[Show abstract][Hide abstract] ABSTRACT: Treatment of infections caused by Staphylococcus aureus is often confounded by the bacterium's ability to develop resistance to chemotherapeutic agents. Methicillin-resistant S. aureus (MRSA) arises through the acquisition of staphylococcal chromosomal cassette mec (SCCmec), a genomic island containing the methicillin resistance determinant, mecA. In contrast, resistance to vancomycin can result from exposure to the drug, a mechanism that is not dependent upon a gene acquisition event. Here we describe three MRSA strains that became resistant to vancomycin during passage in the presence of increasing concentrations of the drug. In each case two derivative strains were isolated, one that had lost mecA and one that retained mecA during passage. Strain 5836VR lost mecA by the site-specific chromosomal excision of SCCmec, while the other two strains (strains 3130VR and VP32) deleted portions of their SCCmec elements in a manner that appeared to involve IS431. Conversion to vancomycin resistance caused a decrease in the growth rate that was partially compensated for by the deletion of mecA. In mixed-culture competition experiments, vancomycin-resistant strains that lacked mecA readily outcompeted their mecA-containing counterparts, suggesting that the loss of mecA during conversion to vancomycin resistance was advantageous to the organism.
[Show abstract][Hide abstract] ABSTRACT: Staphylococcus aureus becomes resistant to methicillin by acquiring a genomic island, known as staphylococcal chromosome cassette mec (SCCmec), which contains the methicillin resistance determinant, mecA. SCCmec is site-specifically integrated into the staphylococcal chromosome at a locus known as the SCCmec attachment site (attB). In an effort to gain a better understanding of the potential that methicillin-sensitive S. aureus (MSSA) isolates have for acquiring SCCmec, the nucleotide sequences of attB and surrounding DNA regions were examined in a diverse collection of 42 MSSA isolates. The chromosomal region surrounding attB varied among the isolates studied and appears to be a common insertion point for acquired foreign DNA. Insertions of up to 15.1 kb were found containing open reading frames with homology to enterotoxin genes, restriction-modification systems, transposases, and several sequences that have not been previously described in staphylococci. Two groups, containing eight and four isolates, had sequences found in known SCCmec elements, suggesting SCCmec elements may have evolved through repeated DNA insertions at this locus. In addition, the attB sequences of the majority of MSSA isolates in this collection differ from the attB sequences of strains for which integrase-mediated SCCmec insertion or excision has been demonstrated, suggesting that some S. aureus isolates may lack the ability to site-specifically integrate SCCmec into their chromosomes.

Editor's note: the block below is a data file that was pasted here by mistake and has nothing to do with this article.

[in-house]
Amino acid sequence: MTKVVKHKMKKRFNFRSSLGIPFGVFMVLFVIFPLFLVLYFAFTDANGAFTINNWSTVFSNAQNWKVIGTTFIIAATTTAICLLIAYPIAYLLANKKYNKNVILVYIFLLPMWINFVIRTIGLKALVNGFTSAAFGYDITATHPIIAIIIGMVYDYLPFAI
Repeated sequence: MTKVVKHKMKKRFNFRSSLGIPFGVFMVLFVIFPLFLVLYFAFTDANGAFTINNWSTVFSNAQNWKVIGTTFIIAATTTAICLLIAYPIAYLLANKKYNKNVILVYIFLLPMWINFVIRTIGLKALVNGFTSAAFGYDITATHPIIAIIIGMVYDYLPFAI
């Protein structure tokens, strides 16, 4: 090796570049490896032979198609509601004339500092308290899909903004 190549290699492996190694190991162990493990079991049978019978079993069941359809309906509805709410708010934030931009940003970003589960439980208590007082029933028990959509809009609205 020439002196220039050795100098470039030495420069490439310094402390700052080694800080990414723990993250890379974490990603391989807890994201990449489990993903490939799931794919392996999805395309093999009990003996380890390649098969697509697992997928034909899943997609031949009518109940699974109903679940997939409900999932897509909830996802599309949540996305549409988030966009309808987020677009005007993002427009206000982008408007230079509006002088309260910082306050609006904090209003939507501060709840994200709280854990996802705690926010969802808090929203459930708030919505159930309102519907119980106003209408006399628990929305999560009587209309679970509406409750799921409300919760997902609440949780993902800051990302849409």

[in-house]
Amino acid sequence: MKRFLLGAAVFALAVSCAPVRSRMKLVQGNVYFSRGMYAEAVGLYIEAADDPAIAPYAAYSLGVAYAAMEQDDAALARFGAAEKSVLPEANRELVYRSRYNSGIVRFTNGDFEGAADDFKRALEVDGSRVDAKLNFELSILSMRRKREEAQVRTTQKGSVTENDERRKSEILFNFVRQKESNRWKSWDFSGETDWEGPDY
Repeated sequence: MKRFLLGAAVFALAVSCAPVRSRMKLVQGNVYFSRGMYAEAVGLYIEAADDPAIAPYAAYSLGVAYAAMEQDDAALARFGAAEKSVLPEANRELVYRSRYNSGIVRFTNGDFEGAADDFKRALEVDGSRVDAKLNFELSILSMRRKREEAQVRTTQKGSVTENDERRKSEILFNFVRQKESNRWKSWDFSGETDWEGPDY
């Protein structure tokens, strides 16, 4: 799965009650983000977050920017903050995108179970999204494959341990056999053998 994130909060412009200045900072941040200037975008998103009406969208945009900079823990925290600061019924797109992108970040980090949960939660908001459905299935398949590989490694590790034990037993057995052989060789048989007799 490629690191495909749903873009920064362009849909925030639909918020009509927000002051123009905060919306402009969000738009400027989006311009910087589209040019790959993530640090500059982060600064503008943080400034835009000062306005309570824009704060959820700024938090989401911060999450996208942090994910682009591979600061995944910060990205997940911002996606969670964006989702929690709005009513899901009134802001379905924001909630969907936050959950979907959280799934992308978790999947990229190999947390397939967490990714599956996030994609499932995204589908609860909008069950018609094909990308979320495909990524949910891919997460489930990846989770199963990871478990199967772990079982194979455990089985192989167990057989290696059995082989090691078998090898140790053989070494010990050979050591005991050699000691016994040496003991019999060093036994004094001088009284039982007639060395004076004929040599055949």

Journal of bacteriology 03/2008; 190(4):1276-83. DOI:10.1128/JB.01128-07 · 2.81 Impact Factor
[Show abstract][Hide abstract] ABSTRACT: The gene encoding resistance to beta-lactam antibiotics in the staphylococci is found on the chromosome in a genomic island designated staphylococcal cassette chromosome mec, or SCCmec. In addition to the resistance gene mecA, SCCmec also contains site-specific recombinase genes that are capable of catalyzing the chromosomal excision and reintegration of SCCmec. SCCmec is found in five major isotypes partially defined by the recombinase genes present, either ccrAB or ccrC. Of these, SCCmec type IV is presumed to be mobile in the environment, and this mobility may be partially responsible for the rise in community-associated methicillin-resistant staphylococcal infections. In this study, we investigate the presumptive first step in type IV SCCmec mobility: chromosomal excision of the element. CcrAB from a panel of six Staphylococcus aureus and four Staphylococcus epidermidis strains were able to catalyze chromosomal excision of SCCmec types I and II, indicating that these proteins maintain recombinase activity despite varying by up to 3.7% at the amino acid level. Excision of type IV SCCmec was not universally seen, as a subset of S. aureus strains with type IV SCCmec did not excise their element. These strains are all highly related and represent a lineage of successful community-associated pathogens. In addition, the inability to excise SCCmec in these strains is associated with the insertion of a presumptive mobile element containing the gene for staphylococcal enterotoxin H (seh) immediately downstream of SCCmec on the chromosome. Acquisition of this mobile element, containing a known virulence gene, appears to have stabilized the chromosomal integration of the methicillin resistance gene in these strains.